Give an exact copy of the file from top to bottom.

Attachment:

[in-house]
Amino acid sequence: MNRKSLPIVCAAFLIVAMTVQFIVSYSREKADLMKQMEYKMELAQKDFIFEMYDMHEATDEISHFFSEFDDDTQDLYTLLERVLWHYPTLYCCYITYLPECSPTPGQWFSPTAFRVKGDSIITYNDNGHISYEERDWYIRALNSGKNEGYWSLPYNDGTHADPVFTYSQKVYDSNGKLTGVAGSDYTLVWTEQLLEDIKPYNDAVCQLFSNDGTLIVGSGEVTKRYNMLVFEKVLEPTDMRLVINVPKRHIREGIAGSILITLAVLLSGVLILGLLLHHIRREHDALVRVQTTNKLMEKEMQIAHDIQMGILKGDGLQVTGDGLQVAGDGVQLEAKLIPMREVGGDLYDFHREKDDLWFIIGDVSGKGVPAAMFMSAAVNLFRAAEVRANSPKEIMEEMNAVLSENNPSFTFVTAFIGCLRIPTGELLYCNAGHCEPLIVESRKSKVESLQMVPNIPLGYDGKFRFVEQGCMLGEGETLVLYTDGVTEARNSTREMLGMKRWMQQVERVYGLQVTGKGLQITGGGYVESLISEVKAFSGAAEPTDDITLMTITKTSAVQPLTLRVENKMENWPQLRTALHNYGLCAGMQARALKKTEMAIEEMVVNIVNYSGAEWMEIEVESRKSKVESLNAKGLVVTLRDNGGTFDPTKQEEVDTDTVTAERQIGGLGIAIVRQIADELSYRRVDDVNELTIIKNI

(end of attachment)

[in-house]
Amino acid sequence: MNRKSLPIVCAAFLIVAMTVQFIVSYSREKADLMKQMEYKMELAQKDFIFEMYDMHEATDEISHFFSEFDDDTQDLYTLLERVLWHYPTLYCCYITYLPECSPTPGQWFSPTAFRVKGDSIITYNDNGHISYEERDWYIRALNSGKNEGYWSLPYNDGTHADPVFTYSQKVYDSNGKLTGVAGSDYTLVWTEQLLEDIKPYNDAVCQLFSNDGTLIVGSGEVTKRYNMLVFEKVLEPTDMRLVINVPKRHIREGIAGSILITLAVLLSGVLILGLLLHHIRREHDALVRVQTTNKLMEKEMQIAHDIQMGILKGDGLQVTGDGLQVAGDGVQLEAKLIPMREVGGDLYDFHREKDDLWFIIGDVSGKGVPAAMFMSAAVNLFRAAEVRANSPKEIMEEMNAVLSENNPSFTFVTAFIGCLRIPTGELLYCNAGHCEPLIVESRKSKVESLQMVPNIPLGYDGKFRFVEQGCMLGEGETLVLYTDGVTEARNSTREMLGMKRWMQQVERVYGLQVTGKGLQITGGGYVESLISEVKAFSGAAEPTDDITLMTITKTSAVQPLTLRVENKMENWPQLRTALHNYGLCAGMQARALKKTEMAIEEMVVNIVNYSGAEWMEIEVESRKSKVESLNAKGLVVTLRDNGGTFDPTKQEEVDTDTVTAERQIGGLGIAIVRQIADELSYRRVDDVNELTIIKNI